Mindstream (citta-santāna) in Buddhist philosophy is the moment-to-moment continuum (Sanskrit: saṃtāna) of sense impressions and mental phenomena,[1] which is also described as continuing from one life to another.[2]


Citta-saṃtāna (Sanskrit), literally "the stream of mind",[3] is the stream of succeeding moments of mind or awareness. It provides a continuity of the personality in the absence of a permanently abiding "self" (ātman), which Buddhism denies. The mindstream provides a continuity from one life to another, akin to the flame of a candle which may be passed from one candle to another:[4][5][a] William Waldron writes that "Indian Buddhists see the 'evolution' of mind i[n] terms of the continuity of individual mind-streams from one lifetime to the next, with karma as the basic causal mechanism whereby transformations are transmitted from one life to the next."[6]

According to Waldron, "[T]he mind stream (santāna) increases gradually by the mental afflictions (kleśa) and by actions (karma), and goes again to the next world. In this way the circle of existence is without beginning."[7]

The vāsanās "karmic imprints" provide the karmic continuity between lives and between moments.[8] According to Lusthaus, these vāsanās determine how one "actually sees and experiences the world in certain ways, and one actually becomes a certain type of person, embodying certain theories which immediately shape the manner in which we experience."[8]



Citta mean "that which is conscious".[9] Citta has two aspects: "...Its two aspects are attending to and collecting of impressions or traces (Sanskrit: vāsanā) cf. vijñāna."[9] Saṃtāna or santāna (Sanskrit) means "eternal", "continuum", "a series of momentary events" or "life-stream".[10]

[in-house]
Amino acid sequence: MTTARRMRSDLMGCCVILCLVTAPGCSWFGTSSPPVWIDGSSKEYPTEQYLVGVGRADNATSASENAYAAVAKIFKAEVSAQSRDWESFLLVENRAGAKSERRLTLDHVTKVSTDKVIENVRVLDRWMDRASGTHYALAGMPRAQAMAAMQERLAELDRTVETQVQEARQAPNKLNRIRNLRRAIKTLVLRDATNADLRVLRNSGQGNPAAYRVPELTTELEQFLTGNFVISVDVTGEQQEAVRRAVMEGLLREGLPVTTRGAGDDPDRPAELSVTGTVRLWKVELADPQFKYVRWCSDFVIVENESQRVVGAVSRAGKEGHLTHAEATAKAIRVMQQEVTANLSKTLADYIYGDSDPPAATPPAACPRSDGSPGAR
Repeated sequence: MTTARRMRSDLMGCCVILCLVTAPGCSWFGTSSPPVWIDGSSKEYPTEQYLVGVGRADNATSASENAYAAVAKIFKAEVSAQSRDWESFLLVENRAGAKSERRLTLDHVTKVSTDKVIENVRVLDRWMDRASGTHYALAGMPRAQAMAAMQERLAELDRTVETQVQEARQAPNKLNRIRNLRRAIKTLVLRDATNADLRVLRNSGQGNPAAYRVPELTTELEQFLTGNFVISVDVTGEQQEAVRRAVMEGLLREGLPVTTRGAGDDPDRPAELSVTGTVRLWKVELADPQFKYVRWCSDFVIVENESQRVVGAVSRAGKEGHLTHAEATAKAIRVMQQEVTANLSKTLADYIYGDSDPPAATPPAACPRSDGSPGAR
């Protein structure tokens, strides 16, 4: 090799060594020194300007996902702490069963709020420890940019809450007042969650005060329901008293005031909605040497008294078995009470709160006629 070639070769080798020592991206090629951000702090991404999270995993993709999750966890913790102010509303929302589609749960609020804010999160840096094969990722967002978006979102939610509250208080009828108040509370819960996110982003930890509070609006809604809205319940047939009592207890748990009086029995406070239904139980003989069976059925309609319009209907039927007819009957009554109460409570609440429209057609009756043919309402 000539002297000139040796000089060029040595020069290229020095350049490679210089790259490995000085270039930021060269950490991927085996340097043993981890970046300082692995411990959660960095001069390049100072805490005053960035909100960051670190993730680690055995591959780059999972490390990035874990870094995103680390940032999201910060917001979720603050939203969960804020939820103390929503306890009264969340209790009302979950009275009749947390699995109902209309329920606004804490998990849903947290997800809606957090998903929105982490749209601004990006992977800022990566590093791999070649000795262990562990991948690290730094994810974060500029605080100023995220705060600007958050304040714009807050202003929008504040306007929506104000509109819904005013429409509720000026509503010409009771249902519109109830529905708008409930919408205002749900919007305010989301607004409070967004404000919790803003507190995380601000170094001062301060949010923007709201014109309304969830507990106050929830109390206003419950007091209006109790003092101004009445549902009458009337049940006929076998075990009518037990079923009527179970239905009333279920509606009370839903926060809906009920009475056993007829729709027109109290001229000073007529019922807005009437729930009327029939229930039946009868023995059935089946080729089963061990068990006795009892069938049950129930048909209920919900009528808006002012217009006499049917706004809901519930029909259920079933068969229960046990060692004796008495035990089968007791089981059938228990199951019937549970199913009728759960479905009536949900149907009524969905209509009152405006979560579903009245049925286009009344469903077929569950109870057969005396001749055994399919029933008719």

Citta is often rendered as sems in Tibetan and saṃtāna corresponds to rgyud. Citta-saṃtāna is therefore rendered sems rgyud. Rgyud is the term that Tibetan translators (Tibetan: lotsawa) employed to render the Sanskrit term "tantra".[11]

Thugs-rgyud is a synonym for sems rgyud.[12]

Chinese, Korean and Japanese

The Chinese equivalent of Sanskrit citta-saṃtāna and Tibetan sems-kyi rgyud ("mindstream") is xin xiangxu (simplified Chinese: 心相续; traditional Chinese: 心相續; pinyin: xīn xiāngxù; Wade–Giles: hsin hsiang-hsü). According to the Digital Dictionary of Buddhism, xīn xiāngxù means "continuance of the mental stream" (from Sanskrit citta-saṃtāna or citta-saṃtati), contrasted with wú xiàngxù 無相續 "no continuity of the mental stream" (from asaṃtāna or asaṃdhi) and shì xiāngxù 識相續 "stream of consciousness" (from vijñāna-saṃtāna).

This compound combines xin "heart; mind; thought; conscience; core" and xiangxu "succeed each other", with xiang "form, appearance, countenance, phenomenon" and xu or "continue; carry on; succeed". Thus it means "the continuum of mind and phenomena".

Xin xiangxu is pronounced sim sangsok in Korean and shin sōzoku in Japanese.

Origins and development

The notion of citta-santāna developed in later Yogacara-thought, where citta-santāna replaced the notion of ālayavijñāna,[13] the store-house consciousness in which the karmic seeds were stored. It is not a "permanent, unchanging, transmigrating entity", like the atman, but a series of momentary consciousnesses.[14]

Lusthaus describes the development and doctrinal relationships of the store consciousness (ālaya-vijñāna) and Buddha nature (tathāgatagarbha) in Yogācāra. To avoid reification of the ālaya-vijñāna,